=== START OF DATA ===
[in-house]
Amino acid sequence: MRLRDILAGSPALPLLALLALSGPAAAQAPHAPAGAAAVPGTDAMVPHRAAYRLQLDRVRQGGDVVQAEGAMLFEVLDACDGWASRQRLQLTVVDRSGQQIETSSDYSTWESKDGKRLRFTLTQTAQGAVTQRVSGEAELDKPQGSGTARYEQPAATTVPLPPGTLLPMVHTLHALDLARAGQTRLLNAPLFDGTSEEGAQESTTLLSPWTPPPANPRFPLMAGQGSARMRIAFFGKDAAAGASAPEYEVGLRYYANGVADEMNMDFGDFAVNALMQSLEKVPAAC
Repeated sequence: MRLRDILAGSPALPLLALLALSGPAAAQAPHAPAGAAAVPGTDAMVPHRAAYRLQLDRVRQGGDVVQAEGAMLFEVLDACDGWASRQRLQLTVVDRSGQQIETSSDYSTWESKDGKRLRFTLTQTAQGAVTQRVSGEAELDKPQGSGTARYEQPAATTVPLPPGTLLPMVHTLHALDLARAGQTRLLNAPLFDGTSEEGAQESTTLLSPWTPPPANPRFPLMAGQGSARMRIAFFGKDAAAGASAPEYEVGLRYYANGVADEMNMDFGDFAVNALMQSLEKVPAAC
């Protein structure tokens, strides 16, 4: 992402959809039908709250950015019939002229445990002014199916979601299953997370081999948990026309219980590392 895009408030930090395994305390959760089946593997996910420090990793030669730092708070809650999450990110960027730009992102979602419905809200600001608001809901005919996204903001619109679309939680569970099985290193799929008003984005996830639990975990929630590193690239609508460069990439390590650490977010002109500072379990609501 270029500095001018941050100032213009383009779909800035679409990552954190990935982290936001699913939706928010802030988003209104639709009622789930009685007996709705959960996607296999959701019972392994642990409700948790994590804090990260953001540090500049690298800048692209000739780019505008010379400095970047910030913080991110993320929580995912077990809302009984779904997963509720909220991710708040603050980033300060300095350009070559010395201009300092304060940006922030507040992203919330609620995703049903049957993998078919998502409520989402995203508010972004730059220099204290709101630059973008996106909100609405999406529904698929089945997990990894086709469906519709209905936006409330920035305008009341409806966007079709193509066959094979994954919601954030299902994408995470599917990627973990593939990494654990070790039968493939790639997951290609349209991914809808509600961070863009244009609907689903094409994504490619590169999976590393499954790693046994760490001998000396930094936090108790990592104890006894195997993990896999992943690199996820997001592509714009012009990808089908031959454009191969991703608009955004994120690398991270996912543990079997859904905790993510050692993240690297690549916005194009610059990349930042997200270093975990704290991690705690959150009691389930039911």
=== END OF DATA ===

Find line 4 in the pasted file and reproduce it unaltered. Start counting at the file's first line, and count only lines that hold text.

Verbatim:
């Protein structure tokens, strides 16, 4: 992402959809039908709250950015019939002229445990002014199916979601299953997370081999948990026309219980590392 895009408030930090395994305390959760089946593997996910420090990793030669730092708070809650999450990110960027730009992102979602419905809200600001608001809901005919996204903001619109679309939680569970099985290193799929008003984005996830639990975990929630590193690239609508460069990439390590650490977010002109500072379990609501 270029500095001018941050100032213009383009779909800035679409990552954190990935982290936001699913939706928010802030988003209104639709009622789930009685007996709705959960996607296999959701019972392994642990409700948790994590804090990260953001540090500049690298800048692209000739780019505008010379400095970047910030913080991110993320929580995912077990809302009984779904997963509720909220991710708040603050980033300060300095350009070559010395201009300092304060940006922030507040992203919330609620995703049903049957993998078919998502409520989402995203508010972004730059220099204290709101630059973008996106909100609405999406529904698929089945997990990894086709469906519709209905936006409330920035305008009341409806966007079709193509066959094979994954919601954030299902994408995470599917990627973990593939990494654990070790039968493939790639997951290609349209991914809808509600961070863009244009609907689903094409994504490619590169999976590393499954790693046994760490001998000396930094936090108790990592104890006894195997993990896999992943690199996820997001592509714009012009990808089908031959454009191969991703608009955004994120690398991270996912543990079997859904905790993510050692993240690297690549916005194009610059990349930042997200270093975990704290991690705690959150009691389930039911």